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New bill in Salem would create legislative Vision Zero task force

Wednesday, May 20th, 2015
buczek walking
SW Barbur Boulevard, a state-run street.
(Photo: M.Andersen/BikePortland)

Under a bill due for its first reading in Salem this afternoon, the state of Oregon would create a new task force to “examine strategies to reduce and eliminate traffic crashes … by a specific target date.”

House Bill 2736 would be “kind of the first step in the conversation” about a statewide Vision Zero policy, Bicycle Transportation Alliance Director Rob Sadowsky said in an interview Wednesday.

In addition to the Oregon Department of Transportation, the task force will include representatives of the Oregon Health Authority and State Police.

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Guest post: What you can do to improve bicycling in Portland right now

Tuesday, April 21st, 2015
Utrecht study tour-9
Gerik Kransky, in brown.
(Photos: J.Maus/BikePortland)

Editor’s note: This post is from Gerik Kransky, advocacy director of the Bicycle Transportation Alliance.

Last week was a big week for conversations among people who ride bikes, advocates, activists, media, and the general public. Everyone is talking about the petition to rescind Portland’s Platinum bicycle-friendly status by the League of American Bicyclists.

So what’s next? How do we push today to improve conditions for bicycling tomorrow? Here are five ideas for immediate action.

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BTA announces 2015 Alice Award winners

Thursday, April 9th, 2015
rosewood initiative
The Rosewood Initiative, a community development organization in east Portland, is one of this year’s winners.
(Photo courtesy Rosewood Initiative via the BTA)

The Bicycle Transportation Alliance has just announced their latest round of heroic bike advocates who have earned Alice Awards.
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Bike/walk advocates unveil plan for Oregon to zero out road deaths

Tuesday, March 31st, 2015
vz cover
The cover of the new report.

Two Portland-based advocacy organizations have released Oregon’s first detailed proposal for a “Vision Zero” policy that they say could completely eliminate road deaths and serious injuries.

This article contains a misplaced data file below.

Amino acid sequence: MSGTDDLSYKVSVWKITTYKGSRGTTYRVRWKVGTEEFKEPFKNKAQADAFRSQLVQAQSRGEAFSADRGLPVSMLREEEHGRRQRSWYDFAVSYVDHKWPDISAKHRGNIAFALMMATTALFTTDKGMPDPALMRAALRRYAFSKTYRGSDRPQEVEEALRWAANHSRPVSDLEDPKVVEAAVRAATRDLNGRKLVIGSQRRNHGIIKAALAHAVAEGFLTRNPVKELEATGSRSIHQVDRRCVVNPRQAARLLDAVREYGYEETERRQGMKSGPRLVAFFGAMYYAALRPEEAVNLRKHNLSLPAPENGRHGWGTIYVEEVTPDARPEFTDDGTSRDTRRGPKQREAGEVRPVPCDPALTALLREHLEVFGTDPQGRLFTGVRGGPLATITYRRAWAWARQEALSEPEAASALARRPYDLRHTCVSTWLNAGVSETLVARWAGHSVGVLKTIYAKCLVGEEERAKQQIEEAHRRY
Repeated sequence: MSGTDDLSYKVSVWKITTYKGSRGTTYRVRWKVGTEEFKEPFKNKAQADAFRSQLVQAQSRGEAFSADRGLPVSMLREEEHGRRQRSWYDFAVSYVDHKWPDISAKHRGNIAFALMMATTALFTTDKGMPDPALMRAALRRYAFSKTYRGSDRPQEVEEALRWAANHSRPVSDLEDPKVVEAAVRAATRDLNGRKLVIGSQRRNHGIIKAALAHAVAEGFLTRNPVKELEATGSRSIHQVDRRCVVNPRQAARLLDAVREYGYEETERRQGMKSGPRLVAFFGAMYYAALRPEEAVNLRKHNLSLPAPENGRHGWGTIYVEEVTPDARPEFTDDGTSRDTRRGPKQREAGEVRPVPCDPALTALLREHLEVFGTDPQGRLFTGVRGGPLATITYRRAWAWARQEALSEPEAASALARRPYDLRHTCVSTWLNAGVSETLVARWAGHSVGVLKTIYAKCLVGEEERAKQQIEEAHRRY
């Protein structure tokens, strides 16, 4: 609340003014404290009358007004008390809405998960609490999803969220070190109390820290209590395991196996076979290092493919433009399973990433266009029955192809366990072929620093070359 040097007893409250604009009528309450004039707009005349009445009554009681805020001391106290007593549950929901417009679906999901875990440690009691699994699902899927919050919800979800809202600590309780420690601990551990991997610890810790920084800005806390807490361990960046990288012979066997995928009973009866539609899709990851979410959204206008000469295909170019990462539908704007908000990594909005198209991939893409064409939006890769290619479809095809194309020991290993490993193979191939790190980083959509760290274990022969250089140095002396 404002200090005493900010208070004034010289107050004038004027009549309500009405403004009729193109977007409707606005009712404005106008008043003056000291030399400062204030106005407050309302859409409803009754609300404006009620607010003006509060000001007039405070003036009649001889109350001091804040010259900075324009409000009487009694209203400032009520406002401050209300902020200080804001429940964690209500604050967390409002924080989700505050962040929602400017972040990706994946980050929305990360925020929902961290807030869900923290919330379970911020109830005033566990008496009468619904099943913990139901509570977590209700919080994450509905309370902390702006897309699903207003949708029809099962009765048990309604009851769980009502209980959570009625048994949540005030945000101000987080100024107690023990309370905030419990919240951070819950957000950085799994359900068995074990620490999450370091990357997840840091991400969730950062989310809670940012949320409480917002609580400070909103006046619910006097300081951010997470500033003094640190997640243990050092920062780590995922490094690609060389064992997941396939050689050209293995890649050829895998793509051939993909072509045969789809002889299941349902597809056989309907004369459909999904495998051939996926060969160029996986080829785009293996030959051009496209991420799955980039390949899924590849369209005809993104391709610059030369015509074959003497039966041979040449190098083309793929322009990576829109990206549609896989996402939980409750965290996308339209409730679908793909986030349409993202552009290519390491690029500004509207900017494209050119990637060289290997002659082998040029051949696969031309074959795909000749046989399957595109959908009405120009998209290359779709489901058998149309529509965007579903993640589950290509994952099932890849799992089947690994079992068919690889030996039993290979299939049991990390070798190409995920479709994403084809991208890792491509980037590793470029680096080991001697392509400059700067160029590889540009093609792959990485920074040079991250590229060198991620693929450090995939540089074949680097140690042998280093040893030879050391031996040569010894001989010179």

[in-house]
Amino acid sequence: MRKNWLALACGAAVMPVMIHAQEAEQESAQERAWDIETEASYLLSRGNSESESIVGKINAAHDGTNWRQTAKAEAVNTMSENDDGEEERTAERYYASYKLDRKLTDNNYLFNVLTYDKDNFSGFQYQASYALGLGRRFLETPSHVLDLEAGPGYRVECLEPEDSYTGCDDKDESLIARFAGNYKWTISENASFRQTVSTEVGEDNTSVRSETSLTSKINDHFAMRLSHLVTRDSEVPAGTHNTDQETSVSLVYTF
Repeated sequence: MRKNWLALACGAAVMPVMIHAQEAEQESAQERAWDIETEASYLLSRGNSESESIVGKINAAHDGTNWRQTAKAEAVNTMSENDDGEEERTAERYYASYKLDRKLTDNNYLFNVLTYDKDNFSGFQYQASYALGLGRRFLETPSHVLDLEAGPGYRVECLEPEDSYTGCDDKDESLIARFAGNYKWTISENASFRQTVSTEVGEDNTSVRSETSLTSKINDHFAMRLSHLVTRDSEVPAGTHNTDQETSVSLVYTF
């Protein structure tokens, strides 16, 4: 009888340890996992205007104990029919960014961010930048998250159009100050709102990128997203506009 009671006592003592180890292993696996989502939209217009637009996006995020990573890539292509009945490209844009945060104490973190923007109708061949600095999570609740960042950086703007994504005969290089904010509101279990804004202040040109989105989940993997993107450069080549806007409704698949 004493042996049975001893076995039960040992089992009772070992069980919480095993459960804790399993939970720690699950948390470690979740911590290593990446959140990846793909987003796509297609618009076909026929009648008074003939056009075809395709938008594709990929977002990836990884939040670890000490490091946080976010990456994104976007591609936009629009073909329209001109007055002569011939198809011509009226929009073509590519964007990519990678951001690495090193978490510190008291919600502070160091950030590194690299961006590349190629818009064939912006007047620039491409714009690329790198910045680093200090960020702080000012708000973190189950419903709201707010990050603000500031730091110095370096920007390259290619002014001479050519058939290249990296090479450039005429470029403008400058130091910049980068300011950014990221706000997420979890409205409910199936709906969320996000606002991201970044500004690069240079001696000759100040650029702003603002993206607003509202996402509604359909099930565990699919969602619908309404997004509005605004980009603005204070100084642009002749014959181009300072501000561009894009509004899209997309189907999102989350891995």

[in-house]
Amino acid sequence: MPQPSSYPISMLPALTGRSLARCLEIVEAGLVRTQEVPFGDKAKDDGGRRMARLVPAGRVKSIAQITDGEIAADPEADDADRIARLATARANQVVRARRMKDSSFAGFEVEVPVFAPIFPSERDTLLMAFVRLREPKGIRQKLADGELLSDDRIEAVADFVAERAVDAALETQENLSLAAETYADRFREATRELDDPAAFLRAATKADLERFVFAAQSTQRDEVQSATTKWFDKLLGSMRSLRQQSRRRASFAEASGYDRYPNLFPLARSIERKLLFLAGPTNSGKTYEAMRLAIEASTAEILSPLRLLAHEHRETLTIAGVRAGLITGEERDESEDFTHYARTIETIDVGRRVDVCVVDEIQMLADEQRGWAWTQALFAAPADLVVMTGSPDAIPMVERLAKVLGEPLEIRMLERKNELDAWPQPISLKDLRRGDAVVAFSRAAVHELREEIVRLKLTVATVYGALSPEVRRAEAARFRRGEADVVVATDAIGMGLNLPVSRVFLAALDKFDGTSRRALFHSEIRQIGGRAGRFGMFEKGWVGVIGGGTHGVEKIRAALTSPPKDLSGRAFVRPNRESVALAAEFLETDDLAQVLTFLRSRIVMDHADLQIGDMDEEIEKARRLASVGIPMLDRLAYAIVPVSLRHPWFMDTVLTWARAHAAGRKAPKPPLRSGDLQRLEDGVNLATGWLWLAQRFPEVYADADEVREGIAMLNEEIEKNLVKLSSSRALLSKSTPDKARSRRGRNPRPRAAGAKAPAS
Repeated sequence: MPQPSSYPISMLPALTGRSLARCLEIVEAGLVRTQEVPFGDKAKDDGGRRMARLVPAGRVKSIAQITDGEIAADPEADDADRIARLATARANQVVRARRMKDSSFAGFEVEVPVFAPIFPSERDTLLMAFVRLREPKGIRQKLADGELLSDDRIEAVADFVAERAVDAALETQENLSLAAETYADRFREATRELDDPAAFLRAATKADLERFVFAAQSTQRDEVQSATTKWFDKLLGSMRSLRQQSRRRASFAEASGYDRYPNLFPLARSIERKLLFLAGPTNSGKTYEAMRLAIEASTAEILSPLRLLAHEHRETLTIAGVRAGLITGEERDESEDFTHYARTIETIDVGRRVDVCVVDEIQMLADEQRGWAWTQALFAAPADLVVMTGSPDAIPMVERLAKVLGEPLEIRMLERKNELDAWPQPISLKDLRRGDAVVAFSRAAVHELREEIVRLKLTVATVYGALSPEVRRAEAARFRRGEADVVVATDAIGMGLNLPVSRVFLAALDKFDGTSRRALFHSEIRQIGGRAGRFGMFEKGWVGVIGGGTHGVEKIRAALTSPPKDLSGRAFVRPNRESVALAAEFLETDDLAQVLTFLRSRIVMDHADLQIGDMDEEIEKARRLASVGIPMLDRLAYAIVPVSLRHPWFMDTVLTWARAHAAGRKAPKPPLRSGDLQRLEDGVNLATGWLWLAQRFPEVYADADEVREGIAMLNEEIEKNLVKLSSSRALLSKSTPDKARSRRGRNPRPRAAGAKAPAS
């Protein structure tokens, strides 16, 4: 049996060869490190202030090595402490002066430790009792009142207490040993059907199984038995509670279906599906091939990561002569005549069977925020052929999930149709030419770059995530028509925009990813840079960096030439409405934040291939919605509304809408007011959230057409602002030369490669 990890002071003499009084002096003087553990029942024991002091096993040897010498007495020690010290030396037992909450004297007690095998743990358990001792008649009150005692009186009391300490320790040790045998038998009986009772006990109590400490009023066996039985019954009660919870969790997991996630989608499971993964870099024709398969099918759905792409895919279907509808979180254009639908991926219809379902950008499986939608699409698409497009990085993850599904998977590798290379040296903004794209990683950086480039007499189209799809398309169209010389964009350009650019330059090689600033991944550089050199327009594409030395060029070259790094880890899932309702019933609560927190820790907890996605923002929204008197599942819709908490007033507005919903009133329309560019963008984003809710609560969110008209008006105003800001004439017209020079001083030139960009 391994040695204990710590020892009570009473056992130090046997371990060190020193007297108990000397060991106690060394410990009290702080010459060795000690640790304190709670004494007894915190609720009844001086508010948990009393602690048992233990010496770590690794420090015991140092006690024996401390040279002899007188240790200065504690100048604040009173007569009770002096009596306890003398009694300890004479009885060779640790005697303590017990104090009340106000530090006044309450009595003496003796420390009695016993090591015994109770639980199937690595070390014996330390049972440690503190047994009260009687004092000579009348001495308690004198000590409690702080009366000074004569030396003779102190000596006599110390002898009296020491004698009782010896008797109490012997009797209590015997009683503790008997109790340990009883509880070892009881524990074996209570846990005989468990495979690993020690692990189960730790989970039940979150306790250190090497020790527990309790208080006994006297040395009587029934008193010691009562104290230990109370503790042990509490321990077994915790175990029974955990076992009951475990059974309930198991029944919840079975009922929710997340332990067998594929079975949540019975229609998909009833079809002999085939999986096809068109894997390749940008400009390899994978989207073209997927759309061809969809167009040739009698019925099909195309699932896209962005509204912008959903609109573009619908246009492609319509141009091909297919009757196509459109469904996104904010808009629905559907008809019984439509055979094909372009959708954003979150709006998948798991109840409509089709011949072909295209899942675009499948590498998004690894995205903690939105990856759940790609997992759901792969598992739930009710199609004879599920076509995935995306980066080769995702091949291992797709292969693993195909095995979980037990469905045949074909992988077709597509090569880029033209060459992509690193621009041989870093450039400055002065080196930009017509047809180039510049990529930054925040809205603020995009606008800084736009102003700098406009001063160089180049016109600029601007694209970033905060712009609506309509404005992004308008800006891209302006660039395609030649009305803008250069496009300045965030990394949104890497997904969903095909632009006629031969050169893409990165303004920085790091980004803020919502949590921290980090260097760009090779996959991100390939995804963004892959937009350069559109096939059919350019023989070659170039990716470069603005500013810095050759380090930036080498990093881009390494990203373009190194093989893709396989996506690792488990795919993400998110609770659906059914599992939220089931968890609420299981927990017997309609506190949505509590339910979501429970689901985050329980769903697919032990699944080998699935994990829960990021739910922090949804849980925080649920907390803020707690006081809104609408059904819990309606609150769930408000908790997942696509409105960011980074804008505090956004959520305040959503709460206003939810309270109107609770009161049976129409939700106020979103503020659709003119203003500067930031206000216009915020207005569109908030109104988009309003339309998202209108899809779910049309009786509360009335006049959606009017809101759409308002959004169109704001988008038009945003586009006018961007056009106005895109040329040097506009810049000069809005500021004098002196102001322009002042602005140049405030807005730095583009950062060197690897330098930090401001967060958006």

The plan from Oregon Walks and the Bicycle Transportation Alliance describes itself as “A Unifying Vision for Street Safety for Oregon.”

The two groups assembled the report with input from officials at various government agencies, including the City of Portland and Oregon Department of Transportation. It’s the first big component of a coordinated campaign by the two organizations, part of a national effort to spread the Vision Zero concept.

What’s inside? Maybe the most significant ingredient here is the five-page list of specific recommendations at the end. Here are nine particularly interesting selections from that list.

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Reflective clothing mandate, other bike bills up for hearing in Oregon house – UPDATED

Wednesday, March 25th, 2015
People on bikes-34
One bill would ban nighttime biking
without reflective clothing.
(Photo: J.Maus/BikePortland)

UPDATE: Davis’ office says the reflective clothing idea will not move forward. See our update here.

Oregon’s biggest legislative session for bike-related issues in years will come to its first peak on Monday, but many biking advocates have a prior engagement.

Awkwardly, five separate bills that could make big differences for biking will get hearings in Salem on the same day that dozens of Oregon biking leaders and professionals are scheduled to gather in Portland for the annual Oregon Active Transportation Summit.

The bills to be tackled include HB 3255, which would ban nighttime bike use for people not wearing reflective clothing; SB 533 A, which would permit someone on a bike or motorcycle to proceed through an unresponsive red light after a full cycle; HB 2621, which would let Portland issue speeding tickets on its high-crash corridors using unmanned photo radar; HB 3035, which allows school-zone warning lights to flash all day, rather than just at the start and end, for schools whose campuses straddle 45 mph+ streets; and SJR 16, which would refer a bill to the voters in 2016 that would allow car-related taxes and fees to be spent on off-road transportation projects.